KACZMAREK: Who are these people? Do you do this, Elise?

OLSEN: No, but I have certainly been working on my email etiquette…

KACZMAREK: Back to the subject again, I don’t even think it’s our job as designers to price the clothes or sign retail deals. I might want to learn it sometime, but it’s currently impossible to handle while studying philosophy and history at school.

OLSEN: How do you make it work financially for Afterhomework?

KACZMAREK: We don’t … We don’t earn money yet, but we’re left with zero. There are some brands that have given us some project funding. We have done some paid talks in fashion schools and my grandmother got us some boost money in the very start.

OLSEN: Now that your fashion show is coming up, do you feel that people have expectations for what you will do next?

KACZMAREK: Yes. I think people are curious about what the show will be. At our last show we had great attendance; it was covered by French television, press and buyers. Also, a representative from the French Fashion Federation called us last week. Even though we’re not on the official fashion week calendar, he asked us to move our show up a half an hour as the show would clash with Pascal Millet’s show—and so they were worried no one would go to his.

OLSEN: How do you feel about the dynamics of being a couple and also running a brand together?

MOTTOLA: If we were older, it’s unlikely people would care about the dynamics of the brand. People tell us that, in the case of us splitting up, it’s dangerous for the company that we’re a couple. But we think it’s a strength for the brand. We’re always together and can therefore work on it whenever we want. We bounce ideas back and forth, merge each other’s skills—collaboration is key. People will get it in awhile, we just have to be patient.

OLSEN: And you can be patient also.

KACZMAREK: But we aren’t. Maybe I’m done with fashion in a few years, I don’t want to only do one thing in my life.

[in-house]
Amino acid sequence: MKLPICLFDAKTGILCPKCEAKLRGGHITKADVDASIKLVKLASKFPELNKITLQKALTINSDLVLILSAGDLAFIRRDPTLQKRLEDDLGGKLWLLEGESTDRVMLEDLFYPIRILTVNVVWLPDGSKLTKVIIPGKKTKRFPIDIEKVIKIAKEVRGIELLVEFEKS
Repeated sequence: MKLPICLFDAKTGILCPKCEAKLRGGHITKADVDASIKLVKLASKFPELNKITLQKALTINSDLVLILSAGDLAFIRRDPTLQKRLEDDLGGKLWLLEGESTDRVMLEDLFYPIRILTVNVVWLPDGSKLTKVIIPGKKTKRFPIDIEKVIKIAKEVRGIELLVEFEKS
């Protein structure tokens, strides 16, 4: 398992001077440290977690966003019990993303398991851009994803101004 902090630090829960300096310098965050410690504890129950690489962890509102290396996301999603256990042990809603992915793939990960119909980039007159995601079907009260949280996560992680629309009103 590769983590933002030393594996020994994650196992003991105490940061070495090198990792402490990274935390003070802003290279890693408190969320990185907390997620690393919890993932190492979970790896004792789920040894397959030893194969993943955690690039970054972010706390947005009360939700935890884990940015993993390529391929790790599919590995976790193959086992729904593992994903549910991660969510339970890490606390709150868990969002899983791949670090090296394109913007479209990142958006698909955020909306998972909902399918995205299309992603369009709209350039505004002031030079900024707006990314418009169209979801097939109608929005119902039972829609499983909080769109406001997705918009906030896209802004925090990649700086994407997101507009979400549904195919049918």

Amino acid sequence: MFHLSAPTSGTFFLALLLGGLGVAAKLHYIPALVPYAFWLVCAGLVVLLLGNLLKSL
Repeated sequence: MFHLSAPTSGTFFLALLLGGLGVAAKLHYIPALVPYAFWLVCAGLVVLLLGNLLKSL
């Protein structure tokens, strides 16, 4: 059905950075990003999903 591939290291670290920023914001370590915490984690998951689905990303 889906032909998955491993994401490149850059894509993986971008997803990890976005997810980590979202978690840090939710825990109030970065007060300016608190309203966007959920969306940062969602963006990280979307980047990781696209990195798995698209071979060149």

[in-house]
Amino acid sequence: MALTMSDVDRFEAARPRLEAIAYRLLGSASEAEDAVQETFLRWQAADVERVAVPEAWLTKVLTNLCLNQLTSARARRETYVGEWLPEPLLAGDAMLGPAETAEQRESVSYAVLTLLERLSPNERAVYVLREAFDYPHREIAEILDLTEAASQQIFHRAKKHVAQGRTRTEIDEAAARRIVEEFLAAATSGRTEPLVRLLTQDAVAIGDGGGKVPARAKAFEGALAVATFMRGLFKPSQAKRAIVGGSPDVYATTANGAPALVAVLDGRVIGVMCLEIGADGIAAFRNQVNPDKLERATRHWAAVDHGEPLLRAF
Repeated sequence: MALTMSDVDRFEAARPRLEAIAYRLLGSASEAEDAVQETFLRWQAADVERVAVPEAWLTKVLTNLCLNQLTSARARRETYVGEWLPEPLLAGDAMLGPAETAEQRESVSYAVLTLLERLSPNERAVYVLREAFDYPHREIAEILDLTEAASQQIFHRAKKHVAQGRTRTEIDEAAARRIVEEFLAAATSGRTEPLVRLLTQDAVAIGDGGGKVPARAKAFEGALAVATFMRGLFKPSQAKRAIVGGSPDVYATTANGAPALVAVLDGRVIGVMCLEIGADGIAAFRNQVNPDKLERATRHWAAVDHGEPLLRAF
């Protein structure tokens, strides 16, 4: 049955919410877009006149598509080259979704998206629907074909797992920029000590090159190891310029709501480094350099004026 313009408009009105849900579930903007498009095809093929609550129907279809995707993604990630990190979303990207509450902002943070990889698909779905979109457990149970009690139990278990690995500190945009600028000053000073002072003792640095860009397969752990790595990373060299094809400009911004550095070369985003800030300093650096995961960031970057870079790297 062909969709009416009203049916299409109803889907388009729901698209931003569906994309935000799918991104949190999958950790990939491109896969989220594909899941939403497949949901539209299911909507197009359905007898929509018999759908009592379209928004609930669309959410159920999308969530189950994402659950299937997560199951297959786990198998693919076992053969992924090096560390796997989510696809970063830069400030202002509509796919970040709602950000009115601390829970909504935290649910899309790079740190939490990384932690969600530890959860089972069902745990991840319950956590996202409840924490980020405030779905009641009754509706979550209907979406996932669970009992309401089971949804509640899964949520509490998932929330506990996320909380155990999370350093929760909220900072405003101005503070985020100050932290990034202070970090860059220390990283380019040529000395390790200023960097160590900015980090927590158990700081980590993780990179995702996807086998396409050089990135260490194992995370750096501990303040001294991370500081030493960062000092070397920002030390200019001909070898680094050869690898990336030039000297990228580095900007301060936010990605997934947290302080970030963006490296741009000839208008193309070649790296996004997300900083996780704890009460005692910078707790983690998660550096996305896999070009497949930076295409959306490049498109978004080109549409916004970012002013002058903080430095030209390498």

OLSEN: What would you do if not fashion?

KACZMAREK: I don’t know. For the moment I really like being in fashion.

OLSEN: I’d be a surgeon.

KACZMAREK: Exactly! To be open to make career changes is a benefit. It’s also something about ending a project at its peak. When the day comes where we feel Afterhomework is complete, we’ll quit immediately.

OLSEN: To be satisfied isn’t good, one always has to strive for progress. Do you though think that you’ll ever hit a point where there’s nothing left to be done, where Afterhomework is the best that it can be?

MOTTOLA: We don’t know the feeling of satisfaction. It’s never as good as we want. But it’s something about still putting stuff out there, even though it could be worked on for ages and ages, and practice on the way. Between each collection there’s a learning curve.

OLSEN: What advice would you give to other young, aspiring designers?

MOTTOLA: We can only teach by example.

OLSEN: You’re both in school. What do you feel about education in creative industries?

MOTTOLA: We believe in technical education. Creativity can’t really be taught, but learnt by doing.

OLSEN: What do you do after homework?

KACZMAREK: First homework, then Afterhomework and after we hang out with friends or watch sports.

OLSEN: Pierre, lastly, I know you have a passion for football.

KACZMAREK: Yes. I like to draw a comparison between fashion and football. It’s connected. Not only aesthetically, but also in terms of the mentality. Both fashion and football is a game.